Allegory

Discussion in 'Sacred Scripture' started by seagull, Aug 22, 2013.

  1. seagull

    seagull Active Member

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    I think I might have broken House Rules (already!) in that by denying creationism I've "denied scripture". But surely one could say that the intensely poetic words of the Genesis account are a fine allegory.

    It's a difficult subject. It's caused problems over transubstantiation. And surely no-one's claiming that Jesus is/was literally a grapevine ("I am the true vine"). And that we are literally sheep (woolly though my thoughts might be :) ).
     
  2. Lux Christi

    Lux Christi Active Member

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    How have you? I suppose that maybe I may have broken such rules too, because I myself am a theistic evolutionist. I regard the Genesis story as deeply spiritual, and while I do take the Bible seriously, I prefer to highlight the spiritual meanings of said text rather than its plain reading.

    Granted, I do believe in the Real Presence of Christ in the Blessed Sacrament, and certainly do not attempt to define or muddle that divine mystery with my own limited conceptions. But otherwise, I see why not. For me, the point of the Gospel of Christ is for his life, death and resurrection to transform myself into a better person, and to live my life in all manner of virtue and grace with thankfulness for Christ's example and redemption. Everything else is detail!
     
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  3. Admin

    Admin Administrator Staff Member Typist Anglican

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    We don't intend to make any editorial statements on the question of creationism or theistic evolution. That is for theologians to decide and Scripture can support both.
     
  4. Jeff F

    Jeff F Well-Known Member

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    I'm trying not to bristle up on this topic, after leaving the Episcopal Church recently, but they are masters at crying allegory with any passage that is too direct, convicting, or non inclusive. Jesus certainly used this method to teach, but taking entire books of the Old Testament and placing this label upon it is ridiculous.

    Jeff
     
  5. Ogygopsis

    Ogygopsis Active Member

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    I don't know. The bible is a story of faith. It's not a medical book, a science text, nor a manual on how to repair a chain saw (I have a broken one of these right now). It is a guide on how to approach life, how to understand the world, but doesn't contain specifics about a whole bunch of things. The creation story is one of those stories (or rather the 2 creation stories in the bible) which instructs us about God more than about the world. Those who told the stories and eventually wrote them down filtred them through the medium of language and through their understanding. They were as smart as we are (some probably brighter) but they didn't have access to what we know today from painstaking accumulation of observations and technology and knowledge.

    It is the inspired principles that the bible demonstrates that we need to attend to. The specifics of some things, well, they are not quite right, e.g., sun standing still. But that does not invalidate the instructive nature of it. There are also some rather bad examples of what not to do. Like the genocide in Joshua or the swindling concerning Jacob or Peter's denying. The convincing parts of these sequences, to me, are God's taking of rather poor material in humanity and making something rather good out of it all. Hope for us too. Plus, we get the psalms, and some wonderful phrasings. Like this one, that I have been recently studying: 14Then answered Amos, and said to Amaziah, I was no prophet, neither was I a prophet's son; but I was an herdsman, and a gatherer of sycomore fruit:15And the LORD took me as I followed the flock, and the LORD said to me, Go, prophesy to my people Israel. (Amos 7)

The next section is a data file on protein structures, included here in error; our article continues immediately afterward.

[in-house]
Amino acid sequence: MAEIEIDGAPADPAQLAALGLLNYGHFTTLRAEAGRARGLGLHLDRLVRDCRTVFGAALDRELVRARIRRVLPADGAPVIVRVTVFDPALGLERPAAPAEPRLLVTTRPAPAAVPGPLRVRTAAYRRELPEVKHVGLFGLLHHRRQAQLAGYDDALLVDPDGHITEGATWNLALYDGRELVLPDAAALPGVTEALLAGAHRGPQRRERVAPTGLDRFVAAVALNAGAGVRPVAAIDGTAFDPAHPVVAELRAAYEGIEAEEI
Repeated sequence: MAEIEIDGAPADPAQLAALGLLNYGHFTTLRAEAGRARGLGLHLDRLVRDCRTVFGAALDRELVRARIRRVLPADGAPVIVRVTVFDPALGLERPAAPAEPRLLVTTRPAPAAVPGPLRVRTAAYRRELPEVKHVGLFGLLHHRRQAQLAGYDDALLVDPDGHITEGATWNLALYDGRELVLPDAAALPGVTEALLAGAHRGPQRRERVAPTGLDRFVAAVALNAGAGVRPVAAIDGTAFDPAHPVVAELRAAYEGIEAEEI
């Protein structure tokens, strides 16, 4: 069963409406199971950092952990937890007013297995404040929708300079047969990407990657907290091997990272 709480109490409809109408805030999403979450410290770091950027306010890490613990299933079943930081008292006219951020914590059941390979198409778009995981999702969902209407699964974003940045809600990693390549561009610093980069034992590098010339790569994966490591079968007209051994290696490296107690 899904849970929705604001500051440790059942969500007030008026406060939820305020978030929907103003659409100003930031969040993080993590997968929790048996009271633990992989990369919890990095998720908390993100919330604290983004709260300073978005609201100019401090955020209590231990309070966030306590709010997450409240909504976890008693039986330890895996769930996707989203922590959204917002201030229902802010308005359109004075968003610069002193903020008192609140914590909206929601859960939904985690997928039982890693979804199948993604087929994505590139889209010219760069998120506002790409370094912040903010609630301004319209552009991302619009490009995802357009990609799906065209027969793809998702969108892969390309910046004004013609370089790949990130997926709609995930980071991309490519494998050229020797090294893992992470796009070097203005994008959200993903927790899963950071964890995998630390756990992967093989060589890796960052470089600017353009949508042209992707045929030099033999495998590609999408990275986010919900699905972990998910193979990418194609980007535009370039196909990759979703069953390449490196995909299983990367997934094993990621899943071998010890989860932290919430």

So God takes a herder and farmer and makes something good with him. Thus: Hope for humanity, and for me, no matter how meanly and poorly my life is. God may well take you and me. Though we have to say 'yes' and go. To coin a phrase, the devil of our disagreements are in the details. Given our agreements are rather clearly in the intent this is what we need to pursue more.
     
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  6. seagull

    seagull Active Member

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    So do you call yourself a conservative Anglican creationist? Just interested.
     
  7. seagull

    seagull Active Member

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    I take the John Donne line: it's what Christ makes it. But I veer towards consubtantiation: the view that both bread and the body of Christ are present together.
     
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  8. historyb

    historyb Active Member

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    I'll be the odd man out and say I am a YEC. It is fashionable now to poo poo things like this for a more liberal idea but I am still an old school Conservative
     
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  9. Lowly Layman

    Lowly Layman Well-Known Member

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    i am too historyb. you are not alone.
     
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  10. seagull

    seagull Active Member